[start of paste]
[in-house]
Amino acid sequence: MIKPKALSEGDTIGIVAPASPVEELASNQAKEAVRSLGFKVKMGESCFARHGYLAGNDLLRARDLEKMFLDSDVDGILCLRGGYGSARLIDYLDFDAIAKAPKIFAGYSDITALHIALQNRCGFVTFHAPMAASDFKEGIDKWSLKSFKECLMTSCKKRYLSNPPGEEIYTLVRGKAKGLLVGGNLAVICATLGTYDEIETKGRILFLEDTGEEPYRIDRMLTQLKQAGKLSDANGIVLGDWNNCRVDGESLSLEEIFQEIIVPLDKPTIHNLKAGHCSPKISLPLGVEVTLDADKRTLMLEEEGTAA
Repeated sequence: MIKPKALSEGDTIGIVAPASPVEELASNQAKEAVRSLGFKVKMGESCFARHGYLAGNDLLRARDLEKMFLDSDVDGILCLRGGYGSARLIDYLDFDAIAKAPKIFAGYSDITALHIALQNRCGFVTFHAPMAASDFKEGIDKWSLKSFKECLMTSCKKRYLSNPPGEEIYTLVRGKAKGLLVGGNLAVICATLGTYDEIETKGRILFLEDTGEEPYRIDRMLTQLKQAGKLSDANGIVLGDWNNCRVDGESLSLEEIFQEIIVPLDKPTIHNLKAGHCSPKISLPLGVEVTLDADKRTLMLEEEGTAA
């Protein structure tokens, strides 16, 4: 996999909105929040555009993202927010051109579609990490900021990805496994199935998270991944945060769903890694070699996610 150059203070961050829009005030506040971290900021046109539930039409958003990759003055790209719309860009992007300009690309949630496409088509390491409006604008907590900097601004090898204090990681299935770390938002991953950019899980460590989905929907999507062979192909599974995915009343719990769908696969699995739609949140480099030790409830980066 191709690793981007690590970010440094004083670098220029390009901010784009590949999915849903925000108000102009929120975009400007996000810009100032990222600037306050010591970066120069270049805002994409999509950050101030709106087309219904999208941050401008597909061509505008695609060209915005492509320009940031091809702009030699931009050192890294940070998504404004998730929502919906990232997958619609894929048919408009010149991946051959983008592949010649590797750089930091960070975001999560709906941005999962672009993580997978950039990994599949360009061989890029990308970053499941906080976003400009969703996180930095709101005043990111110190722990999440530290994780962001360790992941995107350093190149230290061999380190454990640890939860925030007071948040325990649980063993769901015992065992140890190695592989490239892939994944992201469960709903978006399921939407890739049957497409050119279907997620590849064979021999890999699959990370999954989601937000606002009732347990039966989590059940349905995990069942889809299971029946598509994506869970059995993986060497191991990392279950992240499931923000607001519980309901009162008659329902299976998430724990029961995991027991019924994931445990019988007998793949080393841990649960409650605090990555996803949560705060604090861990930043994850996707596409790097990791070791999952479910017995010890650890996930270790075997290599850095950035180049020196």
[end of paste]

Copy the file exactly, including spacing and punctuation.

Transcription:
[in-house]
Amino acid sequence: MIKPKALSEGDTIGIVAPASPVEELASNQAKEAVRSLGFKVKMGESCFARHGYLAGNDLLRARDLEKMFLDSDVDGILCLRGGYGSARLIDYLDFDAIAKAPKIFAGYSDITALHIALQNRCGFVTFHAPMAASDFKEGIDKWSLKSFKECLMTSCKKRYLSNPPGEEIYTLVRGKAKGLLVGGNLAVICATLGTYDEIETKGRILFLEDTGEEPYRIDRMLTQLKQAGKLSDANGIVLGDWNNCRVDGESLSLEEIFQEIIVPLDKPTIHNLKAGHCSPKISLPLGVEVTLDADKRTLMLEEEGTAA
Repeated sequence: MIKPKALSEGDTIGIVAPASPVEELASNQAKEAVRSLGFKVKMGESCFARHGYLAGNDLLRARDLEKMFLDSDVDGILCLRGGYGSARLIDYLDFDAIAKAPKIFAGYSDITALHIALQNRCGFVTFHAPMAASDFKEGIDKWSLKSFKECLMTSCKKRYLSNPPGEEIYTLVRGKAKGLLVGGNLAVICATLGTYDEIETKGRILFLEDTGEEPYRIDRMLTQLKQAGKLSDANGIVLGDWNNCRVDGESLSLEEIFQEIIVPLDKPTIHNLKAGHCSPKISLPLGVEVTLDADKRTLMLEEEGTAA
């Protein structure tokens, strides 16, 4: 996999909105929040555009993202927010051109579609990490900021990805496994199935998270991944945060769903890694070699996610 150059203070961050829009005030506040971290900021046109539930039409958003990759003055790209719309860009992007300009690309949630496409088509390491409006604008907590900097601004090898204090990681299935770390938002991953950019899980460590989905929907999507062979192909599974995915009343719990769908696969699995739609949140480099030790409830980066 191709690793981007690590970010440094004083670098220029390009901010784009590949999915849903925000108000102009929120975009400007996000810009100032990222600037306050010591970066120069270049805002994409999509950050101030709106087309219904999208941050401008597909061509505008695609060209915005492509320009940031091809702009030699931009050192890294940070998504404004998730929502919906990232997958619609894929048919408009010149991946051959983008592949010649590797750089930091960070975001999560709906941005999962672009993580997978950039990994599949360009061989890029990308970053499941906080976003400009969703996180930095709101005043990111110190722990999440530290994780962001360790992941995107350093190149230290061999380190454990640890939860925030007071948040325990649980063993769901015992065992140890190695592989490239892939994944992201469960709903978006399921939407890739049957497409050119279907997620590849064979021999890999699959990370999954989601937000606002009732347990039966989590059940349905995990069942889809299971029946598509994506869970059995993986060497191991990392279950992240499931923000607001519980309901009162008659329902299976998430724990029961995991027991019924994931445990019988007998793949080393841990649960409650605090990555996803949560705060604090861990930043994850996707596409790097990791070791999952479910017995010890650890996930270790075997290599850095950035180049020196």